With these fears in our minds, we chose to listen instead to our hearts and to allow ourselves to be led by local First Nations elders into the tar sands Highway 63 loop. What I saw on the walk generated such a twisted feeling in my heart that I feel like I cannot articulate it. But I can try.
The landscape was unlike anything I had ever seen before. I walked past a tailings pond so big that it covered the horizon for miles, fed by a 24 inch wide pipe spewing a yards-high flow of liquid hydro-carbon waste so toxic that water fowl who land in it die within minutes. We saw from up close the hellfires of the Suncor/Petro-Canada stacks, with their 50-foot flames shooting up into the sky. I wondered what madness allowed Suncor to build them 500 meters away from the precious Athabasca River, which so many First Nations, Metis, and Inuit communities depend on for water.
As we walked, I pondered all of the battlefields that the emerging international movement to stop the tar sands and its associated infrastructure of pipelines, refineries, and shipping lanes is engaged with. I was overcome by the magnitude of our undertaking, picking a fight with the most inhumane and wealthiest corporations on the planet. As I put one foot in front of the other, I realized that if we did not focus our best efforts on stopping the era of extreme energy that this wasteland represented, we would be locked into a series of never-ending fights against pipelines, shipping lanes, and refineries across the continent.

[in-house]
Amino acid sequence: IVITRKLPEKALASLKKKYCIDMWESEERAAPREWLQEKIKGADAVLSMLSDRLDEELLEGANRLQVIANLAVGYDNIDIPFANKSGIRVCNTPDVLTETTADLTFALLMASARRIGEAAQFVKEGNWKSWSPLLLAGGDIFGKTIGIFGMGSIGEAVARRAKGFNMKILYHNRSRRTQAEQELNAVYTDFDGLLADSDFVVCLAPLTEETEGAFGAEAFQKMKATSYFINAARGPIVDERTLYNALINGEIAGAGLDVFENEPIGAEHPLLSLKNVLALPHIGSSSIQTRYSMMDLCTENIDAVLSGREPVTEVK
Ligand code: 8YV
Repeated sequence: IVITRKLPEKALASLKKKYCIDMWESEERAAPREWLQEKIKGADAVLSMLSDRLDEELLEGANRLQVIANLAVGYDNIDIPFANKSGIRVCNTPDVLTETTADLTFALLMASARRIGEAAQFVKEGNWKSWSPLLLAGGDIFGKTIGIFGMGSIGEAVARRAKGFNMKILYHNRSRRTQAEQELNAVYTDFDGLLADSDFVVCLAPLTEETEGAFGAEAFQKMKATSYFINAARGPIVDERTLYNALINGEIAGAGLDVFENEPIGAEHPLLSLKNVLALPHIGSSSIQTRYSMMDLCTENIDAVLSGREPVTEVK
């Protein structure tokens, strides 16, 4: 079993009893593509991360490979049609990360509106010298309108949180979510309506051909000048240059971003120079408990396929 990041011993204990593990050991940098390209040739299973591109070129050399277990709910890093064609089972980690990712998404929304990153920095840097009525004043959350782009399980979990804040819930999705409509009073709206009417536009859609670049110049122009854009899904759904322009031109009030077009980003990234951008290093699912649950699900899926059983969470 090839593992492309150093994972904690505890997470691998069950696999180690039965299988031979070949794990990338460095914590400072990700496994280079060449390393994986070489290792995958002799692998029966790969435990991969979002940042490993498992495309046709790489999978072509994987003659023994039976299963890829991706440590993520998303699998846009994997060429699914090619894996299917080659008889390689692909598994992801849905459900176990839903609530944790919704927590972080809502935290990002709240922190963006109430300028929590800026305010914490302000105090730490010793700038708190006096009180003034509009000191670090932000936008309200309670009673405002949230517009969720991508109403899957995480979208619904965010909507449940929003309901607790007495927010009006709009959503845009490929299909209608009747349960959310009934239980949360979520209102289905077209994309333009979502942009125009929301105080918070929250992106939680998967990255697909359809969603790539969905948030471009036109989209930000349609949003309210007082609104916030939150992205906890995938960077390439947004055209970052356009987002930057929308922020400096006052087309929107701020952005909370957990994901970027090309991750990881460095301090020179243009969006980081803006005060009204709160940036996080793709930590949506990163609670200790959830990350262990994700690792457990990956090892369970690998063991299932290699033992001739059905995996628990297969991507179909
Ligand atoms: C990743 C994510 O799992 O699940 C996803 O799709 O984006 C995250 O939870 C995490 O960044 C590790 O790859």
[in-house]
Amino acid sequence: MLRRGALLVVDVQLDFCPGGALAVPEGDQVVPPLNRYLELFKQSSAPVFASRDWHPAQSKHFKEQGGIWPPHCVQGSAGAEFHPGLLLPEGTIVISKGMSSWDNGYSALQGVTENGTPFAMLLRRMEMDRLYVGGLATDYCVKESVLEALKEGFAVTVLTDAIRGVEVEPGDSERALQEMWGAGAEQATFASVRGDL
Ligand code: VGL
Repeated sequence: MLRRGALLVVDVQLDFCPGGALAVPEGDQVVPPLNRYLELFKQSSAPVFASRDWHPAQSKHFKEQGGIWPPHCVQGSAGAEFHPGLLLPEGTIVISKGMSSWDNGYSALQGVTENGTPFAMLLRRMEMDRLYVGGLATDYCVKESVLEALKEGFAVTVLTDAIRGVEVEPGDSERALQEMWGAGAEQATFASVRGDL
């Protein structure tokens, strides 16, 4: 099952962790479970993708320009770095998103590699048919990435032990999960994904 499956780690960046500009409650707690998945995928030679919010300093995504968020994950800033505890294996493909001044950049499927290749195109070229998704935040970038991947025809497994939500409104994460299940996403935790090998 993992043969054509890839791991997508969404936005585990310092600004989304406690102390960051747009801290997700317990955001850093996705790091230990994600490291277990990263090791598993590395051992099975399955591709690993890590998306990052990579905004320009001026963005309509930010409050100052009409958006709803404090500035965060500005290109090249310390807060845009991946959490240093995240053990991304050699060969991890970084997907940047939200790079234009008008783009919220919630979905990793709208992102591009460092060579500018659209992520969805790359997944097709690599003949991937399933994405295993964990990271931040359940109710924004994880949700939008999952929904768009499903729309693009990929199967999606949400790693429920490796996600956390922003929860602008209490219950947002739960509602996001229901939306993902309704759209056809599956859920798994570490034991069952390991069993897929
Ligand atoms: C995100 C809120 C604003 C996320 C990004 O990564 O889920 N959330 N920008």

No, I thought, that cannot work. This beast must be smothered to death at the source.
A powerful ceremony
At the beginning of the day, before the walk started, we argued about the right way to do the ceremony. What I know is that a bear showed itself to us at the start of our walk and that it carried with it the teachings of courage and protection. Later, an eagle flew over us and it represented the teaching of truth and unconditional love.
While we walked, we made offerings of tobacco and water on four strategic points along Highway 63. We prayed to each of the four directions and to called upon spirit, creator, mother earth, and all of the sacred elements to both heal the land and to touch the hearts, minds, and spirits of those responsible for her desecration. This was done so that the people destroying her could truly understand what they were doing. And wake up.